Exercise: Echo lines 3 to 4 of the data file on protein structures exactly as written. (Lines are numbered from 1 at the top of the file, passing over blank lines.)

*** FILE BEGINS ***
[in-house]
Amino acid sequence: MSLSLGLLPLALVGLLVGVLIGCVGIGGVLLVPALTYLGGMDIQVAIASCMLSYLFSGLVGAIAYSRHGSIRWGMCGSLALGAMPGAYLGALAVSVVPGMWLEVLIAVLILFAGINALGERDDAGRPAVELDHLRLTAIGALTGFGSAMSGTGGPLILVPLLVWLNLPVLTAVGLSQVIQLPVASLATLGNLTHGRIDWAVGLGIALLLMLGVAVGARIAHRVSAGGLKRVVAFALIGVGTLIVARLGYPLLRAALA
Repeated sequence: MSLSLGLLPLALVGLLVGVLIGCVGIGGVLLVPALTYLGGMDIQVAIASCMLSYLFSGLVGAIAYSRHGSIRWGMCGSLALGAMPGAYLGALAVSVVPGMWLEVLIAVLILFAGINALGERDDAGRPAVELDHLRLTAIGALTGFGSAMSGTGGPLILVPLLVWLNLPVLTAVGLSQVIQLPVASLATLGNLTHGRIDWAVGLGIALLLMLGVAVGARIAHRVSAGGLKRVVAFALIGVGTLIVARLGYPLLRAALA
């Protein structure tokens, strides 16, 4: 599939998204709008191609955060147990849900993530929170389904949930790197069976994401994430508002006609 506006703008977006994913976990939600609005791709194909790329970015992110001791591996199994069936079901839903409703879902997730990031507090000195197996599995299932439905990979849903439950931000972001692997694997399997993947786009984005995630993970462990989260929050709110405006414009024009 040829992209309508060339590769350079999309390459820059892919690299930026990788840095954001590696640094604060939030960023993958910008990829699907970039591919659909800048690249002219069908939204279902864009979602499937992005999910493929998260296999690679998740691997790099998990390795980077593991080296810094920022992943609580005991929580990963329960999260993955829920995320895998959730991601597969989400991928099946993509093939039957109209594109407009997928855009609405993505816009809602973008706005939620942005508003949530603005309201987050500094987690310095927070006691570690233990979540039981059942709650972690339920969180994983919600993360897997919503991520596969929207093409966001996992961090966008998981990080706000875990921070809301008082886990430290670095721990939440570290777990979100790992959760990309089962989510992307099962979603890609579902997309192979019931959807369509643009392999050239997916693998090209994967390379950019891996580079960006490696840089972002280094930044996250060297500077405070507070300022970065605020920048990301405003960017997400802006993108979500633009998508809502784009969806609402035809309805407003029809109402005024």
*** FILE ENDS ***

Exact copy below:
Repeated sequence: MSLSLGLLPLALVGLLVGVLIGCVGIGGVLLVPALTYLGGMDIQVAIASCMLSYLFSGLVGAIAYSRHGSIRWGMCGSLALGAMPGAYLGALAVSVVPGMWLEVLIAVLILFAGINALGERDDAGRPAVELDHLRLTAIGALTGFGSAMSGTGGPLILVPLLVWLNLPVLTAVGLSQVIQLPVASLATLGNLTHGRIDWAVGLGIALLLMLGVAVGARIAHRVSAGGLKRVVAFALIGVGTLIVARLGYPLLRAALA
């Protein structure tokens, strides 16, 4: 599939998204709008191609955060147990849900993530929170389904949930790197069976994401994430508002006609 506006703008977006994913976990939600609005791709194909790329970015992110001791591996199994069936079901839903409703879902997730990031507090000195197996599995299932439905990979849903439950931000972001692997694997399997993947786009984005995630993970462990989260929050709110405006414009024009 040829992209309508060339590769350079999309390459820059892919690299930026990788840095954001590696640094604060939030960023993958910008990829699907970039591919659909800048690249002219069908939204279902864009979602499937992005999910493929998260296999690679998740691997790099998990390795980077593991080296810094920022992943609580005991929580990963329960999260993955829920995320895998959730991601597969989400991928099946993509093939039957109209594109407009997928855009609405993505816009809602973008706005939620942005508003949530603005309201987050500094987690310095927070006691570690233990979540039981059942709650972690339920969180994983919600993360897997919503991520596969929207093409966001996992961090966008998981990080706000875990921070809301008082886990430290670095721990939440570290777990979100790992959760990309089962989510992307099962979603890609579902997309192979019931959807369509643009392999050239997916693998090209994967390379950019891996580079960006490696840089972002280094930044996250060297500077405070507070300022970065605020920048990301405003960017997400802006993108979500633009998508809502784009969806609402035809309805407003029809109402005024």